Mark Pestronk
Mark Pestronk

Q: One of our longtime travel advisors recently went rogue. He accessed the GDS profiles of several leisure and corporate clients; copied their unencrypted credit card numbers, expiration dates and security codes; and then made a bunch of online purchases including airline tickets for himself and friends. He also fraudulently obtained his own United Perks Plus corporate frequent traveler program number, and he entered the number into a bunch of clients' pending reservations so that he could get frequent-flyer credit. Are his frauds considered a cyberbreach under the state laws that require us to notify clients and offer them something like free credit monitoring? If not, do we even have to inform the affected clients and thereby risk losing them? Can we just discretely offer to reimburse them, or must we do more, such as notifying our state attorney general?

A: Every state has a cyberbreach law, but the laws vary somewhat from state to state. So to find the correct answers, you look up the laws in your state as well as in any other states where your affected clients live.

Let's take the example of a Florida agency that has clients in California that were affected by the former advisor's frauds.

As you will see, you have to examine each state's law closely in order to find the right answers.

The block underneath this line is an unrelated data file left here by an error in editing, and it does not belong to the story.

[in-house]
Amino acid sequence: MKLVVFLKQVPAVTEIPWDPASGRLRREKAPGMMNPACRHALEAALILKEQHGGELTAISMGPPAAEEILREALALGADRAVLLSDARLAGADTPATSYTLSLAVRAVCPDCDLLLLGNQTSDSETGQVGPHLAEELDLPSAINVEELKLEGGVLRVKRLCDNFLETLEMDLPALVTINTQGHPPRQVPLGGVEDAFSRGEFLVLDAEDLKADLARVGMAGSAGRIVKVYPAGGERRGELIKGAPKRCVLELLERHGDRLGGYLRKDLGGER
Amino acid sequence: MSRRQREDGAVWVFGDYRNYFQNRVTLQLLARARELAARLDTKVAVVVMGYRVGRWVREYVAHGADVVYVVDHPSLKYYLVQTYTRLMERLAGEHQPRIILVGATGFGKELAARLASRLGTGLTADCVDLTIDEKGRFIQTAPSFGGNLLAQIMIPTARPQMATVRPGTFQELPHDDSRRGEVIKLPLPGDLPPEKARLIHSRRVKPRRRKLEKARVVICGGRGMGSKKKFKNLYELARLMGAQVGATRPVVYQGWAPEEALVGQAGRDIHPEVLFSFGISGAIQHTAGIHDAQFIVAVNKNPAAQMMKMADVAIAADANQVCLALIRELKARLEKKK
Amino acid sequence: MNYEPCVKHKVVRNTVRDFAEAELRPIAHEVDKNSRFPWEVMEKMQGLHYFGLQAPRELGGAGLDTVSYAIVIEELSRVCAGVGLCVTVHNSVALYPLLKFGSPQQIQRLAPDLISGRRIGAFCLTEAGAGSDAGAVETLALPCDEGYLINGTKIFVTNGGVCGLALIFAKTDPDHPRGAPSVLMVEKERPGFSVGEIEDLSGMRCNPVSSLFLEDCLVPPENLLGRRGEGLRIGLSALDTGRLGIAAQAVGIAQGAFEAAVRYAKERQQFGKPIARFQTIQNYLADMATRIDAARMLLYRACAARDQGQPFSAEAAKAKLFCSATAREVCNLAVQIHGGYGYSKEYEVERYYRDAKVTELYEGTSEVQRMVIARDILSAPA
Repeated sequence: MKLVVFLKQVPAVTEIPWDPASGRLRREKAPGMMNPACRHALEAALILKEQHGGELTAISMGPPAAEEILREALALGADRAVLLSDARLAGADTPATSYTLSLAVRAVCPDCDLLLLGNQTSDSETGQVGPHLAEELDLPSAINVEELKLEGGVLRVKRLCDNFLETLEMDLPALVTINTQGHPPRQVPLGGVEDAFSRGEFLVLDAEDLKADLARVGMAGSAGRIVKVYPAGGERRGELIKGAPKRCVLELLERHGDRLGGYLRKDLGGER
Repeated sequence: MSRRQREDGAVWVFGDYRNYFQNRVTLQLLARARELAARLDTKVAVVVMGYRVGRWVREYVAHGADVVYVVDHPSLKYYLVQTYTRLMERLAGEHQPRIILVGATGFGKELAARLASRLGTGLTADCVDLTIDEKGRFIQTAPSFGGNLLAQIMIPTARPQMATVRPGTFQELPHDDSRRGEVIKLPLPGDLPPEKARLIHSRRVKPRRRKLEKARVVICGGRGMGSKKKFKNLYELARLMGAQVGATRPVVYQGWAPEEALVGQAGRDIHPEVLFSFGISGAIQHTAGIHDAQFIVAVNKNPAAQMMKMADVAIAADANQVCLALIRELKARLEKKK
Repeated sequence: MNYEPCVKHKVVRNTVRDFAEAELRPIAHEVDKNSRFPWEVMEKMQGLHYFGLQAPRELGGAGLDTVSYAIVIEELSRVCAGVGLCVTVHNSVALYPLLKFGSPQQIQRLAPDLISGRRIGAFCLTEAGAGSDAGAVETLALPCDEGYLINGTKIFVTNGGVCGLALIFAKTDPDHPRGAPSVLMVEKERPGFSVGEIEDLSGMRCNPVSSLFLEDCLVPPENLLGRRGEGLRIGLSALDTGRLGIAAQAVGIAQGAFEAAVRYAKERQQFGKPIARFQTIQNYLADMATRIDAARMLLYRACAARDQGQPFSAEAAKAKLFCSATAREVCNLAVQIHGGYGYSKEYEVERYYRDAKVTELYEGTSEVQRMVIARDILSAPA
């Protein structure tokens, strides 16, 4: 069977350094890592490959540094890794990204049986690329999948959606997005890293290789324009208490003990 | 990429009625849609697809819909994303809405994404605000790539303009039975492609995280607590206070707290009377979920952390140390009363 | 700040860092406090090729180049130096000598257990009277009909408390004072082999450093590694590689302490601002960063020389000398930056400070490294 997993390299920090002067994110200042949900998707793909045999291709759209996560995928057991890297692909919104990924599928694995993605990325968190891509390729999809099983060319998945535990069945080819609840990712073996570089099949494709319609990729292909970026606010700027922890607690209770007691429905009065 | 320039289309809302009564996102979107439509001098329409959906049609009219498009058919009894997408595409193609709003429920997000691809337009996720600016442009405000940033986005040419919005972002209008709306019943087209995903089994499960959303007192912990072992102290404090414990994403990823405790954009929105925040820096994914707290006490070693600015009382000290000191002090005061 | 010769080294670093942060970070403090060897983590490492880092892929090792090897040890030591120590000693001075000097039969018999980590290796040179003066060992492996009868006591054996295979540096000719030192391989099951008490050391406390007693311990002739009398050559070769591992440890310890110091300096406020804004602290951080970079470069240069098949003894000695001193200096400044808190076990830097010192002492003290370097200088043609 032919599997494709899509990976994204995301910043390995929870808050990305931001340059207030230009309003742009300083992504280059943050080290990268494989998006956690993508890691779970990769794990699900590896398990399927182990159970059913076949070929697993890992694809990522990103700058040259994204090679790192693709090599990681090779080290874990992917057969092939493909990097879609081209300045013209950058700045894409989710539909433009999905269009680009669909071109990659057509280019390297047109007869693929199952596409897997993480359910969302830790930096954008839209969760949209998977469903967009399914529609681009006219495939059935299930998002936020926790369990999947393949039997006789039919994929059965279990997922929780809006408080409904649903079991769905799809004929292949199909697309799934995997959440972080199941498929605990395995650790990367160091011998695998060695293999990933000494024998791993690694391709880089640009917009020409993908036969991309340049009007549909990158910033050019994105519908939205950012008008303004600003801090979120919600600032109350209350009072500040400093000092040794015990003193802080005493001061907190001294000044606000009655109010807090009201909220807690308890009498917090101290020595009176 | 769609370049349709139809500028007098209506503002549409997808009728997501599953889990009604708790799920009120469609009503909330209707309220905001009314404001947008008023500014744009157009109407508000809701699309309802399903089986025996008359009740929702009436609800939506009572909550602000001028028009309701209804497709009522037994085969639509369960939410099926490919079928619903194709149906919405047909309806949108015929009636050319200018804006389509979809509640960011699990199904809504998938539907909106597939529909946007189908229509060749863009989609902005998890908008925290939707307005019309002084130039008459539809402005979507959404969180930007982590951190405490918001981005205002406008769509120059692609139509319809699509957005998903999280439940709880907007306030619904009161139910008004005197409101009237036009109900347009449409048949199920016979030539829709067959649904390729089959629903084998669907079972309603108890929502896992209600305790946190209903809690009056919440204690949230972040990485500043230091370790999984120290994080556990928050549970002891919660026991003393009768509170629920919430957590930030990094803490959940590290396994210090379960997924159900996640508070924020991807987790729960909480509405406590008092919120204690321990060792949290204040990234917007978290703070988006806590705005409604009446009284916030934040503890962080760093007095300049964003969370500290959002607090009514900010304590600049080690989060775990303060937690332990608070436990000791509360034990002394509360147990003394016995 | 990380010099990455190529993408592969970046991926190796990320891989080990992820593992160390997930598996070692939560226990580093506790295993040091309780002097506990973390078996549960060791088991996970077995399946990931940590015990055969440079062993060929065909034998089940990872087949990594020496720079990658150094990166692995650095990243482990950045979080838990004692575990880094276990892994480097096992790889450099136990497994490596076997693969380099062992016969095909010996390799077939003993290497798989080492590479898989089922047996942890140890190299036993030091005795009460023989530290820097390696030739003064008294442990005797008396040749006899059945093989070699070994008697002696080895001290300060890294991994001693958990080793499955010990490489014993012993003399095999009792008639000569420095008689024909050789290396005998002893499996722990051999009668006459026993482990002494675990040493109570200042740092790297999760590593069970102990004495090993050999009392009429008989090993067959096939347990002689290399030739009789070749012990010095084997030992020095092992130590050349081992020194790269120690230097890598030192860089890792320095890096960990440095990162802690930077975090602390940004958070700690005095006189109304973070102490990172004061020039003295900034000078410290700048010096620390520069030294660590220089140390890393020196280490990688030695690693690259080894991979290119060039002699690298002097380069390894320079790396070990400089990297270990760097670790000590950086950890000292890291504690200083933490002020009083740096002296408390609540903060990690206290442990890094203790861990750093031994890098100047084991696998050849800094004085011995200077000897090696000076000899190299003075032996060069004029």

Both the Florida and California statutes protect personal information of "individuals." This rules out information belonging to corporations, such as the Perks Plus and Business Extra numbers. It would also rule out the corporate credit card numbers as long as no company employee's name is on the card.

By "rule out," I mean that you don't have to follow the strict notification requirements of the state laws; I don't mean that you should not notify the clients at all. You can certainly notify them if you wish and offer to reimburse them or take any other action as a gesture of goodwill.

For fraudulent charges on individuals' credit cards, the laws probably require notification, but there are additional issues to consider. If, as is usual in the agency business, the information resided only in the GDS, is notification the responsibility of the GDS vendor or of your agency?

Under the Florida statute, notification is the duty of any entity that "stores or uses personal information." This clearly includes your agency. So, you must notify the cardholders "as expeditiously as practicable" and not later than 30 days after discovering the fraud.

California's law is more complicated: The duty of notification applies to the entity that "owns or licenses the data," and under the standard GDS contracts, the GDS vendor is the sole owner of data in the system.

If you merely "maintain" the data, you must notify the data owner, which then has the responsibility to notify the affected individuals.

You have to notify the state government only if the breach affects at least 1,000 people in Florida or 500 in California.

As you can see, the data breach laws are complicated, and it is best to consult a knowledgeable attorney. For a good summary of each state's law, click here.

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